Not because Obama has restated the premise, of course.  From Arctic drilling, to persecuting – and prosecuting – whistleblowers like Edward Snowden, to viciously slandering rightful critics of his trade deal abominations, Obama has shown that he may be well acquainted with many things, but moral justice is not much one of them.

No, what got me thinking about this was the resurfacing these last weeks of the national discussion about the justification for America’s 2003 invasion of Iraq.

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Learning from Limbaugh

(Photo: Brett Tatman/cc/flickr)

(Photo: Brett Tatman/cc/flickr)

Christopher Brauchli writes at Common Dreams:

“At length I recollected the thoughtless saying of a great princess, who, on being informed that the country people had no bread, replied, ‘Let them eat cake.’’” Jean Jacques Rousseau, Confessions

In 2008 Rush Limbaugh was paid $38 million. In 2014 Rush Limbaugh earned $66 million. For terrestrial navigation he drives, among other things, a Mayback 57S that costs $450,000 fully loaded. For celestial travel he flies in a Gulfstream G550 that cost $54 million.

April 2015 was noteworthy for reasons having nothing to do with the income tax. On April 19, 2015, Dan Price, the CEO of a company called Gravity Payments, a credit card processing company located in Seattle, Washington, announced that he was cutting his own salary and raising the minimum annual salaries for everyone in his company to $50,000 immediately and over the next three years, years, to $70,000.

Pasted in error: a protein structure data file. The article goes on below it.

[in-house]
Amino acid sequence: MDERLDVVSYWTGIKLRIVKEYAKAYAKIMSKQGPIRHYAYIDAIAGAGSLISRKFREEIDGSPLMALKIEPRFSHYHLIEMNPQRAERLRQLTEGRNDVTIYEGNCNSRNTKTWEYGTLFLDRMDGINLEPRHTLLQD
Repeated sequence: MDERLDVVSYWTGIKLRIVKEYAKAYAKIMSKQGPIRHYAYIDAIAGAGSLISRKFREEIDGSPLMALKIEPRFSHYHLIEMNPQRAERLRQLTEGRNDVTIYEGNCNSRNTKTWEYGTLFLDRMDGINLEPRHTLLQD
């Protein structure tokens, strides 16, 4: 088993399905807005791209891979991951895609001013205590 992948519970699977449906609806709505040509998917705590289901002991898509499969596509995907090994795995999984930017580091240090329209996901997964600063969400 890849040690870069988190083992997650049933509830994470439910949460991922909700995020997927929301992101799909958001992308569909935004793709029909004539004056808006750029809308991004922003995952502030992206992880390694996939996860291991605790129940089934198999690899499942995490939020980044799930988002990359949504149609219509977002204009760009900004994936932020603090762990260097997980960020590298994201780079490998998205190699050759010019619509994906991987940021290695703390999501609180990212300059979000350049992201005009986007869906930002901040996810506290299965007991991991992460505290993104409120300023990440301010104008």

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‘The Bees Can’t Wait': White House Plan to Save Pollinators Falls Short, Say Experts

Experts say that in order for bees and pollinators to survive and thrive, President Obama must order an immediate ban on neonicotinoids. (Photo: CrashSunRay2013/cc/flickr)

Experts say that in order for bees and pollinators to survive and thrive, President Obama must order an immediate ban on neonicotinoids. (Photo: CrashSunRay2013/cc/flickr)

This post was originally published on Common Dreams. You can read more of Lauren McCauley’s posts here.

Faced with the growing crisis of declining bee populations, the White House on Tuesday released its strategy for improving pollinator health. Almost immediately, experts decried the plan, saying it “misses the mark” by refusing to acknowledge the overwhelming role that pesticides play in driving bee deaths.

Under the strategy (pdf) put forth by the Pollinator Health Task Force, which falls under the leadership of the U.S. Environmental Protection Agency (EPA) and U.S. Department of Agriculture (USDA), the federal government aims to:

  • Reduce honey bee colony losses to no more than 15% within 10 years, deemed “economically sustainable levels.”
  • Increase the Eastern population of the monarch butterfly to 225 million butterflies and protect its annual North American migration.